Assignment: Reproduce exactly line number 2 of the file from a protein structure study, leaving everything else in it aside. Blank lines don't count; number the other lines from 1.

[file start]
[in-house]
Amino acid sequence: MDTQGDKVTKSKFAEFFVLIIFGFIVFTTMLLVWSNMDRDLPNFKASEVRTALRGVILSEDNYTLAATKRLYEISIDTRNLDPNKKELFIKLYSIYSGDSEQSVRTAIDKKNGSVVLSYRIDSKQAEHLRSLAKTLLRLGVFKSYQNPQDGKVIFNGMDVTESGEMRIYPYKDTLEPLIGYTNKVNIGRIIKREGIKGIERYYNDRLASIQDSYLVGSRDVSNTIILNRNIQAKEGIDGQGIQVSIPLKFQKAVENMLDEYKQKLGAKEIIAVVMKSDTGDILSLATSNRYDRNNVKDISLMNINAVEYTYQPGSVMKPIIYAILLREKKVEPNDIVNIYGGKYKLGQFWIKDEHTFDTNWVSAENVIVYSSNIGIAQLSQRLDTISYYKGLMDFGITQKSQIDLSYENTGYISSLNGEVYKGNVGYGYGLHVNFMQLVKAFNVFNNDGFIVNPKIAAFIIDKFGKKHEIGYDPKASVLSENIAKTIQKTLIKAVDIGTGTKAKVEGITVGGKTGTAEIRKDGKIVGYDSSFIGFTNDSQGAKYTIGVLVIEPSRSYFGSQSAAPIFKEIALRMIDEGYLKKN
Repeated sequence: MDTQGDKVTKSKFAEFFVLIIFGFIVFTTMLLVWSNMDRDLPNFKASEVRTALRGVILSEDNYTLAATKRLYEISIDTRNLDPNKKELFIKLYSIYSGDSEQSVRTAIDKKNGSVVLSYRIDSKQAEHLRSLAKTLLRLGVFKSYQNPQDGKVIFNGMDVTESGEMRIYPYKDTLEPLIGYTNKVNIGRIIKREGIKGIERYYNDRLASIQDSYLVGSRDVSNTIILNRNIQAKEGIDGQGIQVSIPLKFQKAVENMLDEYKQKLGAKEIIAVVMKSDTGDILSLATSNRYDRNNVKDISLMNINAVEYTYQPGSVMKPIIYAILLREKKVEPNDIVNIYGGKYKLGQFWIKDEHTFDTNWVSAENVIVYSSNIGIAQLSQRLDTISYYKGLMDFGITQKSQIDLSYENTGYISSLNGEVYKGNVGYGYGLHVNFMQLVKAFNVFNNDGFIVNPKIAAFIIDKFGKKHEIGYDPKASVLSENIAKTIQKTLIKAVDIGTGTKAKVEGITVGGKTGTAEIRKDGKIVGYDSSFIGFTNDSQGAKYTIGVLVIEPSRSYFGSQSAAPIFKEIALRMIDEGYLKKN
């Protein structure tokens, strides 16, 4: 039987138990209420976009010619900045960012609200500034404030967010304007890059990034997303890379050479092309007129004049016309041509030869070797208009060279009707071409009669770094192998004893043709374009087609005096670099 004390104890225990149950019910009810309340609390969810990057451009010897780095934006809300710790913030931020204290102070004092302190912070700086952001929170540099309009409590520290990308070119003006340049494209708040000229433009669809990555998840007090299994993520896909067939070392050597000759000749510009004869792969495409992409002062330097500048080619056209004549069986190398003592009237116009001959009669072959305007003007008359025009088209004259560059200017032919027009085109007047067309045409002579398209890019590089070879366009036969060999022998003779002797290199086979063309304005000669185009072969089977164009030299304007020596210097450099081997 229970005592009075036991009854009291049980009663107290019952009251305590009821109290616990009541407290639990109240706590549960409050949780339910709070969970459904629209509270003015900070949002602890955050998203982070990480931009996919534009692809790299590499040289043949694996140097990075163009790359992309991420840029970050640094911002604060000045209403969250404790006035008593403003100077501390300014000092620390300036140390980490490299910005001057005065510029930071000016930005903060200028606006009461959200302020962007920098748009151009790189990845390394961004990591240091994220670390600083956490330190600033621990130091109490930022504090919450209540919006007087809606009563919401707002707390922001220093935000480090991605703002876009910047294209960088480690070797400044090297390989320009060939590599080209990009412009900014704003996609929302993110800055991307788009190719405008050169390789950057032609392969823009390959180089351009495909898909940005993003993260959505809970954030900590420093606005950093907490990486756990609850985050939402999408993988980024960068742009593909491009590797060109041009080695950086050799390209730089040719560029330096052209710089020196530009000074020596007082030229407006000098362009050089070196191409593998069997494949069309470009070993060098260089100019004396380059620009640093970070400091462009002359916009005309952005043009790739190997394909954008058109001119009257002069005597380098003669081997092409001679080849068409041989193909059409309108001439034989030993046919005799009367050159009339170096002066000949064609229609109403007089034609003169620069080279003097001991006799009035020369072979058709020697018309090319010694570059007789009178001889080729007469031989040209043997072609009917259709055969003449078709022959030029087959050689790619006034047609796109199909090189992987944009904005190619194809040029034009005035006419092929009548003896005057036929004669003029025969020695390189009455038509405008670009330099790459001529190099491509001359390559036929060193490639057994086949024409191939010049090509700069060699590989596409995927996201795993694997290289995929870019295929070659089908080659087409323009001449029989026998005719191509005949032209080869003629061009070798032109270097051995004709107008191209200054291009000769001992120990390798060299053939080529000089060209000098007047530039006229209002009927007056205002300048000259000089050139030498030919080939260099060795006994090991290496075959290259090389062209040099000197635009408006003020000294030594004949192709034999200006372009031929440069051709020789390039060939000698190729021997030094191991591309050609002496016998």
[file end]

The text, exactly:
Amino acid sequence: MDTQGDKVTKSKFAEFFVLIIFGFIVFTTMLLVWSNMDRDLPNFKASEVRTALRGVILSEDNYTLAATKRLYEISIDTRNLDPNKKELFIKLYSIYSGDSEQSVRTAIDKKNGSVVLSYRIDSKQAEHLRSLAKTLLRLGVFKSYQNPQDGKVIFNGMDVTESGEMRIYPYKDTLEPLIGYTNKVNIGRIIKREGIKGIERYYNDRLASIQDSYLVGSRDVSNTIILNRNIQAKEGIDGQGIQVSIPLKFQKAVENMLDEYKQKLGAKEIIAVVMKSDTGDILSLATSNRYDRNNVKDISLMNINAVEYTYQPGSVMKPIIYAILLREKKVEPNDIVNIYGGKYKLGQFWIKDEHTFDTNWVSAENVIVYSSNIGIAQLSQRLDTISYYKGLMDFGITQKSQIDLSYENTGYISSLNGEVYKGNVGYGYGLHVNFMQLVKAFNVFNNDGFIVNPKIAAFIIDKFGKKHEIGYDPKASVLSENIAKTIQKTLIKAVDIGTGTKAKVEGITVGGKTGTAEIRKDGKIVGYDSSFIGFTNDSQGAKYTIGVLVIEPSRSYFGSQSAAPIFKEIALRMIDEGYLKKN